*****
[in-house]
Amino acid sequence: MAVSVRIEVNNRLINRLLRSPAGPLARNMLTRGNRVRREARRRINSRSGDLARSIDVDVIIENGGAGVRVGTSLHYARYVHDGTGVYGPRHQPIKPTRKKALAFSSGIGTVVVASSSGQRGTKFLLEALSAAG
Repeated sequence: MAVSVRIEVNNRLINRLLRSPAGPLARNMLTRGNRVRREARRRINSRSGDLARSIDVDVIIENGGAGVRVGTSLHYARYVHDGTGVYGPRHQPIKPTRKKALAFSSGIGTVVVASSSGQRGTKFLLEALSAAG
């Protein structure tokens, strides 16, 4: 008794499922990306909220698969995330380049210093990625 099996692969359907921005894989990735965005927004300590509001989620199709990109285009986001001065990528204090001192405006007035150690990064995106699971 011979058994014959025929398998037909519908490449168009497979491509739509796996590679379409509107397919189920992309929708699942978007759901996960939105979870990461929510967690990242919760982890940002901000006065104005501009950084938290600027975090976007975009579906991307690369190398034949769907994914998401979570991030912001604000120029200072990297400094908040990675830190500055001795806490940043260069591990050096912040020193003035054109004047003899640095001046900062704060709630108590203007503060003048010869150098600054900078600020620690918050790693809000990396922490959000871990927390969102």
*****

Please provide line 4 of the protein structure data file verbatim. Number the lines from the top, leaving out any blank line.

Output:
């Protein structure tokens, strides 16, 4: 008794499922990306909220698969995330380049210093990625 099996692969359907921005894989990735965005927004300590509001989620199709990109285009986001001065990528204090001192405006007035150690990064995106699971 011979058994014959025929398998037909519908490449168009497979491509739509796996590679379409509107397919189920992309929708699942978007759901996960939105979870990461929510967690990242919760982890940002901000006065104005501009950084938290600027975090976007975009579906991307690369190398034949769907994914998401979570991030912001604000120029200072990297400094908040990675830190500055001795806490940043260069591990050096912040020193003035054109004047003899640095001046900062704060709630108590203007503060003048010869150098600054900078600020620690918050790693809000990396922490959000871990927390969102």